Campsite Review: Pine Springs Campground, Guadalupe Mountains National Park, this is RV is camping in a parking lot. Not my style of camping. Guadalupe Mountains NP is not an RV destination. It is a hiking destination and backcountry camping destination but it is not an RVing destination.
We didn’t visit Dog Canyon Campground because the park service website says that the RV sites are only 23 feet long.
I prefer to camp outside the park at Chosa Campground there is a lot more room and Chosa is free. Here is a link to our review: Chosa Campground
Chosa Campground is also not a campground but at least it has space. Chosa is also quite a few miles from the hiking at Guadalupe but also has easy access to Carlsbad Caverns National Park.
Pine Springs Campground, Guadalupe Mountains National Park is located west of US Highway 180 also known as US Highway 62 at the top of Guadalupe Pass. Near the visitor center is the historic Pinery Butterfield stage stop.
Address: 400 Pine Springs to Guadalupe Peak, Salt Flat, TX 79847
Link to Google Map for the area: Pine Springs Campground Guadalupe Mountains NP
Phone Number/Reservations: None, First-Come-First-Serve
Dates stayed: March 19, 2019
Comfort: When we camped there the weather was typical of late winter with clear skies. At night the temperature dropped into the 40-degree range.
Season: Year-round, although temperatures in the summer are hot. Snow is possible in the winter but isn’t likely to happen frequently.
Price Paid: $7.50/night. Here is a link to the article I wrote on how I get such a low price. FoxRVTravel-Snippet: America The Beautiful Pass
Our Site: Not designated, we were camping in the southeast most parking spot. There was barely enough room for our RV and car in the site.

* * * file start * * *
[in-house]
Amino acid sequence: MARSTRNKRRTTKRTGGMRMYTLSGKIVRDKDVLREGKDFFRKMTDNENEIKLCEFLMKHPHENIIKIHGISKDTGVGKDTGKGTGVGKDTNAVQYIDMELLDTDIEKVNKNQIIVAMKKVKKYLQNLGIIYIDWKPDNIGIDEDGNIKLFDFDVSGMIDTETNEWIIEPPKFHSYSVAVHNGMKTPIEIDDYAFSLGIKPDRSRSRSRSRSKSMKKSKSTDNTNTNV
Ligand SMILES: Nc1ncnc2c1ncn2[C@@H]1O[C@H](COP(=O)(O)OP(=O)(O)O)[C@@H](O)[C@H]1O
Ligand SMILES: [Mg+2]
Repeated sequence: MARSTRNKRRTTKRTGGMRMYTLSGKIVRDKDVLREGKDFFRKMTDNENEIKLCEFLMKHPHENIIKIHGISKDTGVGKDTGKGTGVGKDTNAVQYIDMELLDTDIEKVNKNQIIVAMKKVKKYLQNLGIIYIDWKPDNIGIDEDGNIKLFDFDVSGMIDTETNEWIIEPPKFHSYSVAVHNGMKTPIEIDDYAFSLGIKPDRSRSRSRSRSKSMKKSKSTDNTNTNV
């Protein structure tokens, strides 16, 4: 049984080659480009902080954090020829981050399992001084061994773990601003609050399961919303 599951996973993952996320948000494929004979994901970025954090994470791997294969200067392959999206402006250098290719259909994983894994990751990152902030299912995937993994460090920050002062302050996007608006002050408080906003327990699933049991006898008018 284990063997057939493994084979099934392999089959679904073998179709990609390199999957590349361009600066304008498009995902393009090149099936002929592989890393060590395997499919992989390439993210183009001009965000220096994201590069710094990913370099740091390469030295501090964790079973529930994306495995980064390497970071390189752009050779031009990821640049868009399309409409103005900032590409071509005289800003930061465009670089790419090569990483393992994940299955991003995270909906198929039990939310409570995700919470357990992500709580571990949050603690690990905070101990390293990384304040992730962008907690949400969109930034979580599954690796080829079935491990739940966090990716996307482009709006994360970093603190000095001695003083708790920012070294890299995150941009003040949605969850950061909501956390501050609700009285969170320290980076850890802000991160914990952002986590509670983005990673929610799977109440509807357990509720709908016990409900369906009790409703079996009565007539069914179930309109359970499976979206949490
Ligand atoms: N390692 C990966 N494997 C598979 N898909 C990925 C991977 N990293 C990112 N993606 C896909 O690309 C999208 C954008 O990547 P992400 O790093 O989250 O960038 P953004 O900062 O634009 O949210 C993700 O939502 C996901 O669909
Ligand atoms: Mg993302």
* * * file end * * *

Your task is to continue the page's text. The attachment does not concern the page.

Dump station: No
Potable Water: Yes
Water to fill your RV storage tank: Only pour in, no pressure water hookups in the campground.
Cell service: Verizon – weak service / AT&T – weak service
Campsite Review: Pine Springs Campgroundinsider info:
We camped on the southheast edge facing west to expose our solar panels to the sun. They did a good job keeping our batteries topped off until sundown. We didn’t have to run our generator, a good thing, because generators are only allowed between 8 am until 8 pm.
The park service says that there is room for twenty RVs up to 50 feet long. I count room for eight large RVs and eight for short RVs. I didn’t find the other four sites. Another NP website says there are nineteen RV sites and that #21 is wheelchair accessible. Perhaps National Park counting doesn’t match my counting method.
There are two group sites that can be reserved. Which may make up for the discrepancies.
There are no hookups of any kind. The parking lot also serves as the trailhead for the Pine Springs trailhead. To be fair Pine Springs Campground does have some tent sites to the east of the parking lot.
Guadalupe also has some strange rules pertaining to camping fees. Every other National Park I have been to gives the same discount to military campers as is given to Senior and Access Pass holders. Even Guadalupe Mountain NP volunteers and pass holders pay full price. For a slot in the parking lot, the fee is expensive.
Cooking on propane is allowed, no charcoal or wood fires.
One source said that the stay limit is four days? I didn’t read this on the NP website.